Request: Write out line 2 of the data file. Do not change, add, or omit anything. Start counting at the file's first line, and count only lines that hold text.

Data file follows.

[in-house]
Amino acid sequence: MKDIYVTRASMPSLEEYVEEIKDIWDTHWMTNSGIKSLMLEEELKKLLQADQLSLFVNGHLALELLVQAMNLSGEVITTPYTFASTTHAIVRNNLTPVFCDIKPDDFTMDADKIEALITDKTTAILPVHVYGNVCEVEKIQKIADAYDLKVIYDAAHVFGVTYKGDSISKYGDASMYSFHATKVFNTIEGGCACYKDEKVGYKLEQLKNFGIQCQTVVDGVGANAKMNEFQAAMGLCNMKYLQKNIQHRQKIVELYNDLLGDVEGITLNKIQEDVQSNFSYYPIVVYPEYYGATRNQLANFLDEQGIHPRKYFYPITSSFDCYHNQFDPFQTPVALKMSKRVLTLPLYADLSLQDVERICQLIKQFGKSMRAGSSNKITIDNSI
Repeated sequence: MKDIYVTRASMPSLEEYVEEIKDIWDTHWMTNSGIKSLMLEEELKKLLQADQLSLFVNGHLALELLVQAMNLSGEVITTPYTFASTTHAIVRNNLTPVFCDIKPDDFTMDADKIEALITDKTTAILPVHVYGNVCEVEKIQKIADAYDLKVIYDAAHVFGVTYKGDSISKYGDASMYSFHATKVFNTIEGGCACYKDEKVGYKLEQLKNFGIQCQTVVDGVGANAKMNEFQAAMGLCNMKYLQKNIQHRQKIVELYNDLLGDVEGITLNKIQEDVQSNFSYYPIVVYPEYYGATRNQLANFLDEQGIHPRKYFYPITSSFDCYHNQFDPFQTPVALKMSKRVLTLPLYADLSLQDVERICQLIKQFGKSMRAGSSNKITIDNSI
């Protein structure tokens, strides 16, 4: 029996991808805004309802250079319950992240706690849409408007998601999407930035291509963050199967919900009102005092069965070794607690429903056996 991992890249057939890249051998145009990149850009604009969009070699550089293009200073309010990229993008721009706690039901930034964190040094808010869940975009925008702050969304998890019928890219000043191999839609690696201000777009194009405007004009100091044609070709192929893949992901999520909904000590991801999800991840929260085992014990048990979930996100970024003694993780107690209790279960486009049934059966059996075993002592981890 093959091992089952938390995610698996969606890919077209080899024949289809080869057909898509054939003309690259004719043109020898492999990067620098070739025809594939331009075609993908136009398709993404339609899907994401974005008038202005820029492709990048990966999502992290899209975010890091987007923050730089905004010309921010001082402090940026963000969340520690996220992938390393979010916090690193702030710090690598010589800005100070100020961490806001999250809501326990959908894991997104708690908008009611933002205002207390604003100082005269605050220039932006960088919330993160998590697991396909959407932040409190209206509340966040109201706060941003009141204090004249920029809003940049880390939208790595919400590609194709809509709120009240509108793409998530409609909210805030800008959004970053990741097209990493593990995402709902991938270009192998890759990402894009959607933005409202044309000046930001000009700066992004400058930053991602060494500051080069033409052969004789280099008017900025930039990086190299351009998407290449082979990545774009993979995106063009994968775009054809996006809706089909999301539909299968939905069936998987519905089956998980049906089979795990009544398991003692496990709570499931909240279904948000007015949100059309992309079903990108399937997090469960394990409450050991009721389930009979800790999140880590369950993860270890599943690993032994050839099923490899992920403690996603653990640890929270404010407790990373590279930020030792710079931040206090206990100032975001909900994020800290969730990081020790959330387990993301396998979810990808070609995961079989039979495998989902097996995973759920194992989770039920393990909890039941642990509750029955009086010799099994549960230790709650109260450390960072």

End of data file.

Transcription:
Amino acid sequence: MKDIYVTRASMPSLEEYVEEIKDIWDTHWMTNSGIKSLMLEEELKKLLQADQLSLFVNGHLALELLVQAMNLSGEVITTPYTFASTTHAIVRNNLTPVFCDIKPDDFTMDADKIEALITDKTTAILPVHVYGNVCEVEKIQKIADAYDLKVIYDAAHVFGVTYKGDSISKYGDASMYSFHATKVFNTIEGGCACYKDEKVGYKLEQLKNFGIQCQTVVDGVGANAKMNEFQAAMGLCNMKYLQKNIQHRQKIVELYNDLLGDVEGITLNKIQEDVQSNFSYYPIVVYPEYYGATRNQLANFLDEQGIHPRKYFYPITSSFDCYHNQFDPFQTPVALKMSKRVLTLPLYADLSLQDVERICQLIKQFGKSMRAGSSNKITIDNSI